Blood pressure pills are perceived as generally safe medications. ACE (angiotensin converting enzyme) inhibitors in particular are considered highly effective with few adverse reactions. We calculate that at least 100 million prescriptions are filled for ACE inhibitors each year. Here is a list of commonly prescribed ACEi drugs:
- Benazepril (Lotensin)
- Captopril (Capoten)
- Enalapril (Vasotec)
- Fosinopril (Monopril)
- Lisinopril (Prinivil, Zestril)
- Moexipril (Univasc)
- Perindopril (Aceon)
- Quinapril (Accupril)
- Ramipril (Altace)
- Trandolapril (Mavik)
Although we have frequently written about an ACEi cough (which drives many patients crazy because it can keep them awake at night, cause incontinence and make them miserable), there is another reaction that worries us even more. It is called angioedema and it can be life threatening. We just received the following message from a visitor to this website.
“One night after taking lisinopril my lips began to swell as if I had a fever blister. Within two hours my face was extremely swollen and my throat began to feel like it was closing off my air passage. I went to the hospital and spent the night in the emergency room with an IV and other meds.
“The doctors identified that I had a reaction from the lisinopril. I still had some swelling a full 24 hours after the incident. I was told that I was lucky and that they were close to doing a tracheotomy.
“I had taken lisinopril for four years before the reaction. I would strongly advise alternative medications other than lisinopril, and recommend anyone who has been taking this for any length of time have a discussion with their physician.
“The final advice I have is that if you have a reaction seek medical attention immediately.” Gary
Angioedema is a somewhat mysterious reaction to ACE inhibitor blood pressure pills. It can happen within the first few days or weeks of starting treatment, or, as in Gary’s case, show up after years of taking the medication. There is no way to predict what will trigger such a hazardous reaction. When it happens, however, it requires emergency medical attention. If your airways close, breathing becomes impossible. That is why they were considering an emergency tracheotomy in Gary’s case.
Angioedema doesn’t always affect the face, tongue and neck, though. We have heard from other visitors that ACE inhibitors can affect the belly. Here is one poignant story:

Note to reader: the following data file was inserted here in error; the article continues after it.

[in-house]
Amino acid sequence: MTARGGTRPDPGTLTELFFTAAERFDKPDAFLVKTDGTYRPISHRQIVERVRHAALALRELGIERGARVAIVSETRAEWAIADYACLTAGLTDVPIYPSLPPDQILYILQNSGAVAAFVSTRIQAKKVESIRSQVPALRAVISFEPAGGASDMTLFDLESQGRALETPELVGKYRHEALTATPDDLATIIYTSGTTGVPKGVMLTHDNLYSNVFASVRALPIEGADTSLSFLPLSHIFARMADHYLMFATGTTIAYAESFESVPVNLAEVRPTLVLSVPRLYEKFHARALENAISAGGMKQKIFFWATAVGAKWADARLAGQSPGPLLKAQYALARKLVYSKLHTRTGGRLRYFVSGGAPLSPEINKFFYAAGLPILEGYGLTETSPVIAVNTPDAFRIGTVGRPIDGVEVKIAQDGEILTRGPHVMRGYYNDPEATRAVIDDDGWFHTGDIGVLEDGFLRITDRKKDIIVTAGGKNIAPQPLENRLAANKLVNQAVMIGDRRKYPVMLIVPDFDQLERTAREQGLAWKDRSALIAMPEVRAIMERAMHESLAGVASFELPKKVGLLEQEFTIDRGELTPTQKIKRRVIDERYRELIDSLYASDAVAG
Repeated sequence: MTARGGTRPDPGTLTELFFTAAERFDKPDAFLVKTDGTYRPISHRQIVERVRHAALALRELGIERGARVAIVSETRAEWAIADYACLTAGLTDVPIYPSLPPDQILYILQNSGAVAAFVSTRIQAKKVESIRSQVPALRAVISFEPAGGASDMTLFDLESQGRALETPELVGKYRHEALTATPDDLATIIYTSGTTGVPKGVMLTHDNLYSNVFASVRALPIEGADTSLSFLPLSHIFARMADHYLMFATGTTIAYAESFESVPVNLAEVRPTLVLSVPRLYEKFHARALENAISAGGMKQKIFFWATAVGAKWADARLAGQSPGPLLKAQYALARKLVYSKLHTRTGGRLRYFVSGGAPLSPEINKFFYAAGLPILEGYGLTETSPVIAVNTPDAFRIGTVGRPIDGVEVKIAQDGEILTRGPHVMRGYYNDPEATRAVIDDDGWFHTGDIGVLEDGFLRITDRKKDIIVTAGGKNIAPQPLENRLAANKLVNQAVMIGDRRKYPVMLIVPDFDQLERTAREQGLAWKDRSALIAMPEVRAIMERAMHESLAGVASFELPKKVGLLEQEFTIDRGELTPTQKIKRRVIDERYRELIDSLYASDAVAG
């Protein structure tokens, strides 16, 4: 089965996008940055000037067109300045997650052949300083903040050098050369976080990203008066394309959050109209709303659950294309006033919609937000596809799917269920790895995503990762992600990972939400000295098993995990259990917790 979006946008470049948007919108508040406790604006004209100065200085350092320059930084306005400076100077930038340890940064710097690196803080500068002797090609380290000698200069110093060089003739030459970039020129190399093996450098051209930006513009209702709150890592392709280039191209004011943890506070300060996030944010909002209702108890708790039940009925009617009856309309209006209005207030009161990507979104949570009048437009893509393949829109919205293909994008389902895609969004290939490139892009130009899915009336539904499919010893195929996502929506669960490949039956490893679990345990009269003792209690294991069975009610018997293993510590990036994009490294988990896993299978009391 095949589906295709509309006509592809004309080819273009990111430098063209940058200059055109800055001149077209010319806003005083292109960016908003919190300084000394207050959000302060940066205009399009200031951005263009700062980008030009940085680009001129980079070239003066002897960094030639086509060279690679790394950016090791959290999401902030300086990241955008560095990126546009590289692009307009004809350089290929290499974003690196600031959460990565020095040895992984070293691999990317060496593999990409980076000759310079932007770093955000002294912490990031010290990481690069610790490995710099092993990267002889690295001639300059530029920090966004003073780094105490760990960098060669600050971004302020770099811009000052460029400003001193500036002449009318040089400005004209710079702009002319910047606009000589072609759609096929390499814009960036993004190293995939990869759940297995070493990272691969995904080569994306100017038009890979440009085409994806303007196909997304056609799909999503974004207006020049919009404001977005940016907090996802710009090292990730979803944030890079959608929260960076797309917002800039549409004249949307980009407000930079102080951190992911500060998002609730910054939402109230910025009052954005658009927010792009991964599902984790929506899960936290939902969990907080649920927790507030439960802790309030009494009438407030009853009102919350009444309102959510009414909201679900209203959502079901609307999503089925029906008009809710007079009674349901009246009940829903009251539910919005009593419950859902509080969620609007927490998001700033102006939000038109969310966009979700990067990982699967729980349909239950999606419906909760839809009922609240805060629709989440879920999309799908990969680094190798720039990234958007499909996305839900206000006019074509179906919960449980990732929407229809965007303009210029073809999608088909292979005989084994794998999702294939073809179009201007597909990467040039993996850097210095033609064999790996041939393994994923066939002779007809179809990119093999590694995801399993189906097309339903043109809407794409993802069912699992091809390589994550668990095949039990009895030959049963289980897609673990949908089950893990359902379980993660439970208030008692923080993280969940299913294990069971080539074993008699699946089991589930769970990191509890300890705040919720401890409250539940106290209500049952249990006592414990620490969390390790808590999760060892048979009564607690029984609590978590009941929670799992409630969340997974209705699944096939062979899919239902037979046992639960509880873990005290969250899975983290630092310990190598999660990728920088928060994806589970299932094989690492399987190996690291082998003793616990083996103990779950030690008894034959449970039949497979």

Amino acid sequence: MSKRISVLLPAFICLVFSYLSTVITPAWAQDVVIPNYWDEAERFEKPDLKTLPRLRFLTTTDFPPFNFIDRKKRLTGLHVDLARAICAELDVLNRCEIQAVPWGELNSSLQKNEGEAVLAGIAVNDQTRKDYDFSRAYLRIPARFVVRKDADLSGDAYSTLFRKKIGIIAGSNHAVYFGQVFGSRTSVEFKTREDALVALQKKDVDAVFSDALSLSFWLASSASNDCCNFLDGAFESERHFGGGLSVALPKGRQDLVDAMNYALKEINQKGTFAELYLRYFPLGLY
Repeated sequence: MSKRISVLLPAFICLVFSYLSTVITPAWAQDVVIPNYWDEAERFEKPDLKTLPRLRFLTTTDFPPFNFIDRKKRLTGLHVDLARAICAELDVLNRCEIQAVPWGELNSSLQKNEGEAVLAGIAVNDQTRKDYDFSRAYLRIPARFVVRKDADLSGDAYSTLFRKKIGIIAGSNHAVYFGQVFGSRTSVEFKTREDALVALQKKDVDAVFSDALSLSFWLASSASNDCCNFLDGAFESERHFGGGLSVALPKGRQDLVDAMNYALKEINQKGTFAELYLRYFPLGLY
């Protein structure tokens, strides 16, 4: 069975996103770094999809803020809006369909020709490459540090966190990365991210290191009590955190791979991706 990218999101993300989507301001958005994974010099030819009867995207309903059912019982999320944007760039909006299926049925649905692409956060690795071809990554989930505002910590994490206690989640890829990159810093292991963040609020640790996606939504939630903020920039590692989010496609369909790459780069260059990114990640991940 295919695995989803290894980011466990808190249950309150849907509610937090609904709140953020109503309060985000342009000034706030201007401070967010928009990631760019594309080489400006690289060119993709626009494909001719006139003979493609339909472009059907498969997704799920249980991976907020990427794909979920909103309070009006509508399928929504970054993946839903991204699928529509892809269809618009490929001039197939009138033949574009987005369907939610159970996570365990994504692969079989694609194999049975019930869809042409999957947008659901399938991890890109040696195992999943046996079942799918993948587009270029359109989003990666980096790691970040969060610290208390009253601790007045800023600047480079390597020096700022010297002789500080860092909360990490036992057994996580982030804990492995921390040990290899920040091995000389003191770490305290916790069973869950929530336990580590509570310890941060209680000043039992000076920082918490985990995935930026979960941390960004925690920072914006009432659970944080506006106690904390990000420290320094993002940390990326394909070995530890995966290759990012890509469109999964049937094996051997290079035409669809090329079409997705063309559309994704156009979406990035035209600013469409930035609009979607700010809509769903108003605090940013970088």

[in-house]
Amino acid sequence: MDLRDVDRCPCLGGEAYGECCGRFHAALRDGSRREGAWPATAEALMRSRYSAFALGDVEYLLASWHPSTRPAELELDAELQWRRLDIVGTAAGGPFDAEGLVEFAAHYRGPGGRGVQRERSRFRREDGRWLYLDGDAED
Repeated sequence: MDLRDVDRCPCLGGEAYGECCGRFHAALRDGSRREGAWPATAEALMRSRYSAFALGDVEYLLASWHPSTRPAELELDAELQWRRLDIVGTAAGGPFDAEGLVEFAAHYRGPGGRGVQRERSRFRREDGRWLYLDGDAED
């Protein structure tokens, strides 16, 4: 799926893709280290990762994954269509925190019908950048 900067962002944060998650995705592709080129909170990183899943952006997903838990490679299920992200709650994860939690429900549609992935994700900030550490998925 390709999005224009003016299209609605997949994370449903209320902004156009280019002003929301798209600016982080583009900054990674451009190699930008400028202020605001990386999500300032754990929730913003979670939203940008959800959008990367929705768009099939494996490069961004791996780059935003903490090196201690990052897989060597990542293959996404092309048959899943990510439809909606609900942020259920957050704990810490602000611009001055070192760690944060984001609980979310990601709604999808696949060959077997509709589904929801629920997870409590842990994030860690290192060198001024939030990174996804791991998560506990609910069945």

“I was put on lisinopril for high blood pressure in January. That month I experienced severe stomach cramping and vomiting. I was rolling on the floor in agony. The doctor said it was most likely the flu but started me on two different antibiotics in case it was bacterial.
“A few weeks later I had another attack with severe stomach cramping and vomiting. I went to the ER, where I was given IV pain meds. A CT scan showed small intestine inflammation partially blocking off my bowel. I was sent home but returned the next day with pain that was a 10 on a 10-point scale. The doctor said that all the tests had been done and there was nothing he could do. I was sent home with pain medication.
“A few weeks later I was admitted to the hospital with increased small intestine inflammation and another blockage. I vomited and dry-heaved for 12 hours. I was released four days later with no definitive diagnosis.
“I was told most likely I had Crohn’s disease, but a colonoscopy was negative for Crohn’s. I underwent extensive tests, including endoscopy, and all were negative. None of the doctors made a connection with the drug lisinopril.
“After two months of missing work, three more ER visits and untold suffering, I found several other people who reported similar symptoms connected to lisinopril. I stopped the medication and have not had another attack. If you look on PubMed you can see reports on lisinopril and intestinal angioedema, but doctors don’t think to connect this with lisinopril because it is not listed as a common side effect.”
Ace inhibitors can be very effective medications for many people. As long as you don’t experience an unrelenting cough, breathing difficulties or severe abdominal discomfort, you may be home free. No medicine should ever be stopped without medical supervision.
Here are some other side effects to aware of.
ACE INHIBITOR (LISINOPRIL) SIDE EFFECTS:
- Dry cough, uncontrollable cough, nausea, vomiting
- Dizziness, excessively low blood pressure
- Kidney function changes, BUN & creatinene elevations
- Digestive distress, diarrhea, abdominal pain
- Tiredness, fatigue, malaise
- Excessive potassium levels (requires immediate medical attention!), irregular heart rhythms, chest pain
- Elevated uric acid levels
- Sensitivity to sunlight (photosensitivity), skin rash
- Angioedema (swelling of face, lips, tongue, throat)
- Angioedema (swelling in abdomen, severe abdominal pain)
- Severe allergic reaction (anaphylaxis) requiring emergency treatment
- Toxicity to liver or pancreas
- Blood disorders
- Potential birth defects if taken during early pregnancy
- Sexual difficulties
Anyone who would like to learn more about non-drug approaches to controlling hypertension may find our Guide to Blood Pressure Treatment of interest. There is also information about other medications for dealing with blood pressure problems.
Share your own experiences below. Those who would like to learn more about ACE inhibitor cough will find this link of great interest.